When he was 85, Paul B. Good told his son: Let's go see the Rockies.
His son was secretly petrified. Mr. Good had had a pacemaker for 20 years.
"So I run off and take a CPR course," said the son, Jerry Good, now 68. "I figure we're going to be out in the boonies and I'm going to have problems."
But, no problems. Only a grand time. And what a son thought might be a last hurrah with Dad turned out to be the first of 10 annual adventures.
In St. Petersburg, Mr. Good was a driving force behind Kids and Kubs, the Harlem Globetrotters of senior softball. He was the longest-serving president in club history. And he may be best remembered for taking his aging, ageless team to Midwestern locales where visions of Florida still include old coots on ballfields, swinging for the fences.
To hear Jerry Good tell it, Mr. Good hit a home run as a father, too.
"We were terrific friends," Jerry Good said.
Mr. Good died Nov. 16. He was 98.
Stocky and strong, Mr. Good was a talented athlete. He played semipro basketball before becoming a stockbroker, and until joining Kids and Kubs at age 75 was still shooting his age in golf.
His reflexes were cat-quick, honed by years of tapping out Morse code in the brokerage business. A few years ago, four generations of Goods tested themselves with a gizmo that measured reaction time. Great- Grandpa, in his mid 90s, still proved the fastest.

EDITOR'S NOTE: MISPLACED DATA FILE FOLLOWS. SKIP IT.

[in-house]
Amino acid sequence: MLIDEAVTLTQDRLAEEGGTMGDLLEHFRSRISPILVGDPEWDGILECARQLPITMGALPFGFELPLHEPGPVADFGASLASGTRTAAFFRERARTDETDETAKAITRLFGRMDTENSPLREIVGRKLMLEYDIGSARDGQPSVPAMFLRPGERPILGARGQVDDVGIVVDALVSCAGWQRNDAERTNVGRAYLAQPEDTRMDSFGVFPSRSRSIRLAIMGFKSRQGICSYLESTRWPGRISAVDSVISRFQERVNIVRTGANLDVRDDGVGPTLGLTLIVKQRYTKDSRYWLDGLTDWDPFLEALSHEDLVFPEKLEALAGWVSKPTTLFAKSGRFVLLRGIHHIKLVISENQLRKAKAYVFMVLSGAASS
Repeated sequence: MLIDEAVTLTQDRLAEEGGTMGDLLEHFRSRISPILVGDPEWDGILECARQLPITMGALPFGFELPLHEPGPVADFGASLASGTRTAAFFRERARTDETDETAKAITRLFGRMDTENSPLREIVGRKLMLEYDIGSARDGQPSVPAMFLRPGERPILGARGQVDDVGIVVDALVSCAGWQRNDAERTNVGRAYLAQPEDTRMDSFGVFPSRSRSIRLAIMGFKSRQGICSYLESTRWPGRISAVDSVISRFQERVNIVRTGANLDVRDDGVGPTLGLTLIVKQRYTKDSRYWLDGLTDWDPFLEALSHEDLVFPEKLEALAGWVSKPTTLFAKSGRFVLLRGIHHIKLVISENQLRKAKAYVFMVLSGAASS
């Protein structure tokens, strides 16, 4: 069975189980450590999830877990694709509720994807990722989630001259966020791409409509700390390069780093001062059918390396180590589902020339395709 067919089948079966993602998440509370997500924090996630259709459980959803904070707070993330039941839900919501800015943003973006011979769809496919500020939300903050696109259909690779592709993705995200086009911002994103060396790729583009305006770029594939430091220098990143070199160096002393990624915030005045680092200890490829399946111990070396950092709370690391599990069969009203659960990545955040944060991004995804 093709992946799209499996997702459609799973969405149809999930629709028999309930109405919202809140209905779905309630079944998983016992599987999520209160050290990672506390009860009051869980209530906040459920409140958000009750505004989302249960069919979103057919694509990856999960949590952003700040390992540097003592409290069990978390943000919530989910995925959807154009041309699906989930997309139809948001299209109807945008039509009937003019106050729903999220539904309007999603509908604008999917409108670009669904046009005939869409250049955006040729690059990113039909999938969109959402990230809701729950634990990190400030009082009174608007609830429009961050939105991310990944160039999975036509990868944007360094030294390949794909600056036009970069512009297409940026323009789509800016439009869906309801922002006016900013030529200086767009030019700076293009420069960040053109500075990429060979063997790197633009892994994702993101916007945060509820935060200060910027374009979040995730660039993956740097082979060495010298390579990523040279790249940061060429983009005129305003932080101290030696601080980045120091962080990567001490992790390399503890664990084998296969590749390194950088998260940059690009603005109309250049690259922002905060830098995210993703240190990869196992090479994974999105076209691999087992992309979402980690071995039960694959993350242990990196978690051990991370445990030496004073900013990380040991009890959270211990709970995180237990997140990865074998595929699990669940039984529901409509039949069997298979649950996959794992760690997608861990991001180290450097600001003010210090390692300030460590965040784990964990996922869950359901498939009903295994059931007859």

Off the field, Mr. Good was easygoing, said Kids and Kubs vice president Clarence Faucett. But when he stepped between the white lines, "it was a different ball game." One photo shows a man in his 80s, bat on shoulder, staring toward the pitcher's mound. The caption says, "Throw the damn ball!"
Mr. Good the softball guy was so intense, he recruited players for tournament games.
Mr. Good the father was best man at his son's wedding. The pair played golf together for years. Their road trips took them to Utah, New Mexico, the Smokies in Tennessee.
Mr. Good's own father worked him hard clearing land in New Port Richey. They didn't talk much, didn't play much. Mr. Good told his son, "I was going to be different for you."
As a kid, Jerry Good recalled, he and Dad played catch every day. As soon as Mr. Good got home from work, they would get the mitts and hit the yard.
Dad never said, "I'm too tired."
Ron Matus can be reached at email@example.com or (727) 893-8873.